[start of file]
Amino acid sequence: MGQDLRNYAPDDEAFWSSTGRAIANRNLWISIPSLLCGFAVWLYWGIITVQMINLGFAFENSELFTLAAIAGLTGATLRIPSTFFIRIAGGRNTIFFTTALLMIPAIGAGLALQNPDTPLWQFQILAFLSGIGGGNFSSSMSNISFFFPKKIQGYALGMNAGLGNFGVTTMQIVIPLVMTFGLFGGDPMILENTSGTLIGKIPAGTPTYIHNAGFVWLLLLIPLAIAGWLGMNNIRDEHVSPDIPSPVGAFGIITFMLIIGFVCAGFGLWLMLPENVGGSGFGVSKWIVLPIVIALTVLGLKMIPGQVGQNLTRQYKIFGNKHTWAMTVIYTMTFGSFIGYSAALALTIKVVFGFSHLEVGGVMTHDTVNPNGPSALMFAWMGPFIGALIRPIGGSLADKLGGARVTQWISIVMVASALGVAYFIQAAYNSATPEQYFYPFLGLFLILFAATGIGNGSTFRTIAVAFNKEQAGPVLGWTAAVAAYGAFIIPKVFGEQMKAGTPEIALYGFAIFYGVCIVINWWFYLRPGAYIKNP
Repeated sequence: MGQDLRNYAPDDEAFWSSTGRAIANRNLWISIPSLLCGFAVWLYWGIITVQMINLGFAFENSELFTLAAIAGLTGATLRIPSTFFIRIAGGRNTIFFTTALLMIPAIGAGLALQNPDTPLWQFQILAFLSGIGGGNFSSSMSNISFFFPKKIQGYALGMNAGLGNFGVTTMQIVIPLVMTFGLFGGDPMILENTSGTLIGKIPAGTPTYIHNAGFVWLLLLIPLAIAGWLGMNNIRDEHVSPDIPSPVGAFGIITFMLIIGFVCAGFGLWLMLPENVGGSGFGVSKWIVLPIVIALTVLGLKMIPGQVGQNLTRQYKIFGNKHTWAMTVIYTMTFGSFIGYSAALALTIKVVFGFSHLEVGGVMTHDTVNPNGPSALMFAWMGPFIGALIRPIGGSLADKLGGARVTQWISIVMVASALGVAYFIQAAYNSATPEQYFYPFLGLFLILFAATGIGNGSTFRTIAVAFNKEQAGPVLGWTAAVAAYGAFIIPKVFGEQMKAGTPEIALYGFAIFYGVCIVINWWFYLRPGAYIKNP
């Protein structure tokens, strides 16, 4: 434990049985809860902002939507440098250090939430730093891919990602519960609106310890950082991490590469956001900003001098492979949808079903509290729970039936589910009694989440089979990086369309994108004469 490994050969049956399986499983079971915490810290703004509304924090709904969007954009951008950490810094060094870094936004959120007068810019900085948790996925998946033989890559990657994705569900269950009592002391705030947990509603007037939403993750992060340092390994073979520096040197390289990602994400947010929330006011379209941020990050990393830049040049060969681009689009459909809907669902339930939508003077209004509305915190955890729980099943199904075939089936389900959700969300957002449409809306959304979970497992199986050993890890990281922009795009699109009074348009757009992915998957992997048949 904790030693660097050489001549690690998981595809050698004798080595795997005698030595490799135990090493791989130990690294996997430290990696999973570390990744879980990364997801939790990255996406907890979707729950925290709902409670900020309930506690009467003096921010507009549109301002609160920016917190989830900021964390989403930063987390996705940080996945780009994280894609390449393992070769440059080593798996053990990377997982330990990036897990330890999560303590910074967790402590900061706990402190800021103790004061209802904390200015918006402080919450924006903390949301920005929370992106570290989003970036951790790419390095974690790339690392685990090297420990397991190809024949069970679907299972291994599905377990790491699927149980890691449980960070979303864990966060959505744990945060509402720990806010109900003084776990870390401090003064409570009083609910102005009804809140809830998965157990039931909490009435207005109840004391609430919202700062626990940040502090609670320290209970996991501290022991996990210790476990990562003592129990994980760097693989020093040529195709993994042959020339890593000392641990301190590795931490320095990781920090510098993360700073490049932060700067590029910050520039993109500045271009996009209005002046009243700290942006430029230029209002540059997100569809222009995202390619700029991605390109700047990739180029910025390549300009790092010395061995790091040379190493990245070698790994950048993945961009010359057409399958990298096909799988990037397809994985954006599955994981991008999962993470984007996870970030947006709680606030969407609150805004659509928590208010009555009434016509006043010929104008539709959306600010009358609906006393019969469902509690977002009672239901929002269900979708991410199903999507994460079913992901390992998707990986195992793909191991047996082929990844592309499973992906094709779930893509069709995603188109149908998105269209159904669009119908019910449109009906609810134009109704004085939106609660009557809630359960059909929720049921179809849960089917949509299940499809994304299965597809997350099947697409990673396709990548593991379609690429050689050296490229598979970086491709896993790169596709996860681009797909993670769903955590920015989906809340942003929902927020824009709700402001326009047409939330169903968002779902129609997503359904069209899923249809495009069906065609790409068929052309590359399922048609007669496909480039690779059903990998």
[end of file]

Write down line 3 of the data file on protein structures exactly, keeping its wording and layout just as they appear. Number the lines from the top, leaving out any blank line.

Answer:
């Protein structure tokens, strides 16, 4: 434990049985809860902002939507440098250090939430730093891919990602519960609106310890950082991490590469956001900003001098492979949808079903509290729970039936589910009694989440089979990086369309994108004469 490994050969049956399986499983079971915490810290703004509304924090709904969007954009951008950490810094060094870094936004959120007068810019900085948790996925998946033989890559990657994705569900269950009592002391705030947990509603007037939403993750992060340092390994073979520096040197390289990602994400947010929330006011379209941020990050990393830049040049060969681009689009459909809907669902339930939508003077209004509305915190955890729980099943199904075939089936389900959700969300957002449409809306959304979970497992199986050993890890990281922009795009699109009074348009757009992915998957992997048949 904790030693660097050489001549690690998981595809050698004798080595795997005698030595490799135990090493791989130990690294996997430290990696999973570390990744879980990364997801939790990255996406907890979707729950925290709902409670900020309930506690009467003096921010507009549109301002609160920016917190989830900021964390989403930063987390996705940080996945780009994280894609390449393992070769440059080593798996053990990377997982330990990036897990330890999560303590910074967790402590900061706990402190800021103790004061209802904390200015918006402080919450924006903390949301920005929370992106570290989003970036951790790419390095974690790339690392685990090297420990397991190809024949069970679907299972291994599905377990790491699927149980890691449980960070979303864990966060959505744990945060509402720990806010109900003084776990870390401090003064409570009083609910102005009804809140809830998965157990039931909490009435207005109840004391609430919202700062626990940040502090609670320290209970996991501290022991996990210790476990990562003592129990994980760097693989020093040529195709993994042959020339890593000392641990301190590795931490320095990781920090510098993360700073490049932060700067590029910050520039993109500045271009996009209005002046009243700290942006430029230029209002540059997100569809222009995202390619700029991605390109700047990739180029910025390549300009790092010395061995790091040379190493990245070698790994950048993945961009010359057409399958990298096909799988990037397809994985954006599955994981991008999962993470984007996870970030947006709680606030969407609150805004659509928590208010009555009434016509006043010929104008539709959306600010009358609906006393019969469902509690977002009672239901929002269900979708991410199903999507994460079913992901390992998707990986195992793909191991047996082929990844592309499973992906094709779930893509069709995603188109149908998105269209159904669009119908019910449109009906609810134009109704004085939106609660009557809630359960059909929720049921179809849960089917949509299940499809994304299965597809997350099947697409990673396709990548593991379609690429050689050296490229598979970086491709896993790169596709996860681009797909993670769903955590920015989906809340942003929902927020824009709700402001326009047409939330169903968002779902129609997503359904069209899923249809495009069906065609790409068929052309590359399922048609007669496909480039690779059903990998």